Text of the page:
But here's the kicker. You don't need this class at all. Since the formula gives you a unique integer for each pair of numbers, you can just use that Integer as your map key. The Integer class has its own fast equals() and hashCode methods that will work fine. This method will generate the hash key from two short values. The restriction is that your inputs need to be positive short values. This is guaranteed not to overflow, and by casting the intermediate sum to a long, it has a wider range than the previous method: It works with all positive short values.

static int hashKeyFromPair(short a, short b) {
  assert a >= 0;
  assert b >= 0;
  long sum = (long) a + (long) b;
  return (int) (sum * (sum + 1) / 2) + a;
}
share|improve this answer

You can store two integers in a long like this,

   long n = (l << 32) | (r & 0XFFFFFFFFL);

Or you can use following Pair<Integer, Integer> class,

public class Pair<L, R> {

    private L l;
    private R r;

    public Pair() {
    }

    public Pair(L l, R r) {
        this.l = l;
        this.r = r;
    }

    public L getLeft() {
        return l;
    }

    public R getRight() {
        return r;
    }

    @Override
    public boolean equals(Object o) {
        if (!(o instanceof Pair)) {
            return false;
        }
        Pair obj = (Pair) o;
        return l.equals(obj.l) && r.equals(obj.r);
    }

    @Override
    public int hashCode() {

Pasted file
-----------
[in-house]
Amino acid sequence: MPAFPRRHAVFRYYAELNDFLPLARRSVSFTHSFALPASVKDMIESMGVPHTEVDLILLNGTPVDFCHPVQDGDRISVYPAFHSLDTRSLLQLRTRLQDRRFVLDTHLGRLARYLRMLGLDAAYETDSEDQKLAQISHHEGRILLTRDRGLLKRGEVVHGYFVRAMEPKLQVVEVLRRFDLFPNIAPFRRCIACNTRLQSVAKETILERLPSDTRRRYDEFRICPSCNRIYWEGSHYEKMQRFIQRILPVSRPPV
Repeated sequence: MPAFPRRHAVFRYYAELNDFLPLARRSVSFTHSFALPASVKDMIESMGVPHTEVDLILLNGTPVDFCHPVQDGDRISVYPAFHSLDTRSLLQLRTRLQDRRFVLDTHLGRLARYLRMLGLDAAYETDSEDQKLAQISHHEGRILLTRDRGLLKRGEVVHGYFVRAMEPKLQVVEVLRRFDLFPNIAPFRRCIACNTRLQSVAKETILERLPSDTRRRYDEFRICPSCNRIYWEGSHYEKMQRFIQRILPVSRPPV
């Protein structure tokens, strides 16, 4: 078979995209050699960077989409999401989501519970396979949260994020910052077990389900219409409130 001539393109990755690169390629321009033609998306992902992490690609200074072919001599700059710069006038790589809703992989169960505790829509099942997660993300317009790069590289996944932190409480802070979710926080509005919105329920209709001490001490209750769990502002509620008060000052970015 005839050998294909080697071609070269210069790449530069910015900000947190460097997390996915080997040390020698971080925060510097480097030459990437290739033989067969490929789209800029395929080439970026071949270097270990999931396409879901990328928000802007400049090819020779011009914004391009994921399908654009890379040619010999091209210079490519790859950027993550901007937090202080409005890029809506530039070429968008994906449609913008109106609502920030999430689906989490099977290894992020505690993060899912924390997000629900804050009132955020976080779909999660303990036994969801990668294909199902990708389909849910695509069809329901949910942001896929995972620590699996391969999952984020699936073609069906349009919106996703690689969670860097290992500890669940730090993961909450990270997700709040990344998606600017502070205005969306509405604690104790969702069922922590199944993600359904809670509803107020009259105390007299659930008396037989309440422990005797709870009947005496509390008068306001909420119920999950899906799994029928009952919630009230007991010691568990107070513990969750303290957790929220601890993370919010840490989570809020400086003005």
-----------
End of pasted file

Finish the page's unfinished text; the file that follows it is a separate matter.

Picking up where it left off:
return l.hashCode() ^ r.hashCode();
    }
}
share|improve this answer
2  
I would upvote this for the nifty int -> long solution, but I would also downvote it for making the Pair mutable. – David Moles Sep 16 '09 at 8:26
    
You can't use primitives as generic parameters. – Tadeusz Kopec Sep 16 '09 at 11:21
    
Oops! Corrected. Thanks! – ZZ Coder Sep 16 '09 at 12:16
    
Nice trick, but I'm having trouble extracting those two integers from that one long once they're stored there. What bit operations can you use to pull those two integers (r and l) out? – nomizzz Nov 12 '11 at 19:30
    
The hashCode with be the same for (1,2) and (2,1) – user1947415 Aug 5 '14 at 14:36

A practical answer to this questions is:

hashCode = a + b * 17;

... where a, b and hashCode are all ints. 17 is just an arbitrary prime number. Your hash will not be unique, but that's OK. That sort of thing is used all over the Java standard library.

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Another approach would be to use nested maps:

Map<Integer,Map<Integer,Object>>

Here you have no overhead to create keys. However you have more overhead to create and retrieve entries correctly and you need always to map-accesses to find the object you are looking for.

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Why should writing all that extra code to make a full blown class that you don't need for anything else be better than using a simple String? Will computing the hash code for instances of that class be much faster than for the String? I don't think so.

Unless you are running in an extremely limited computing power environment, the overhead of making and hashing Strings should not be noticeably larger than that of instantiating your custom class.

I guess the fastest way would be to simply pack the ints into a single Long as ZZ Coder suggested, but in any case, I don't expect the speed gains to be substantial.

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You need write the right eqauls and hashcode methods , or produce some bugs.